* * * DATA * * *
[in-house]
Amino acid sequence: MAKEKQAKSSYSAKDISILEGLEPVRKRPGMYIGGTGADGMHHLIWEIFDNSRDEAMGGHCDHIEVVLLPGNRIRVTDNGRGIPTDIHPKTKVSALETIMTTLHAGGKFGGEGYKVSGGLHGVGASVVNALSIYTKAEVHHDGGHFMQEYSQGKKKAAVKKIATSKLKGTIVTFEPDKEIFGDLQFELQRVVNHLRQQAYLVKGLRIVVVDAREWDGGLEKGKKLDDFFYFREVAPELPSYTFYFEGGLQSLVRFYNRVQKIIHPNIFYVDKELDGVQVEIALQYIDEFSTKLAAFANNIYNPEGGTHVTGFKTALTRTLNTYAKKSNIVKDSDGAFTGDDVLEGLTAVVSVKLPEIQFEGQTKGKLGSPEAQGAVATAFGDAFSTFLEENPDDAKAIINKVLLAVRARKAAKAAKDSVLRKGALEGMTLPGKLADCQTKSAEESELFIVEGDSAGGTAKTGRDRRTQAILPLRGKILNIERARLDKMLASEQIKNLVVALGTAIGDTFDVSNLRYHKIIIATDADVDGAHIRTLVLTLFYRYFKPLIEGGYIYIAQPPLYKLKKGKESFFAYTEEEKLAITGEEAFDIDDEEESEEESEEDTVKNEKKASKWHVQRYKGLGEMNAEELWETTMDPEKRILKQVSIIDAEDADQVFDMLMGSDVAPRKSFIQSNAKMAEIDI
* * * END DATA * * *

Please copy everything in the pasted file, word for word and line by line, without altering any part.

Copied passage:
[in-house]
Amino acid sequence: MAKEKQAKSSYSAKDISILEGLEPVRKRPGMYIGGTGADGMHHLIWEIFDNSRDEAMGGHCDHIEVVLLPGNRIRVTDNGRGIPTDIHPKTKVSALETIMTTLHAGGKFGGEGYKVSGGLHGVGASVVNALSIYTKAEVHHDGGHFMQEYSQGKKKAAVKKIATSKLKGTIVTFEPDKEIFGDLQFELQRVVNHLRQQAYLVKGLRIVVVDAREWDGGLEKGKKLDDFFYFREVAPELPSYTFYFEGGLQSLVRFYNRVQKIIHPNIFYVDKELDGVQVEIALQYIDEFSTKLAAFANNIYNPEGGTHVTGFKTALTRTLNTYAKKSNIVKDSDGAFTGDDVLEGLTAVVSVKLPEIQFEGQTKGKLGSPEAQGAVATAFGDAFSTFLEENPDDAKAIINKVLLAVRARKAAKAAKDSVLRKGALEGMTLPGKLADCQTKSAEESELFIVEGDSAGGTAKTGRDRRTQAILPLRGKILNIERARLDKMLASEQIKNLVVALGTAIGDTFDVSNLRYHKIIIATDADVDGAHIRTLVLTLFYRYFKPLIEGGYIYIAQPPLYKLKKGKESFFAYTEEEKLAITGEEAFDIDDEEESEEESEEDTVKNEKKASKWHVQRYKGLGEMNAEELWETTMDPEKRILKQVSIIDAEDADQVFDMLMGSDVAPRKSFIQSNAKMAEIDI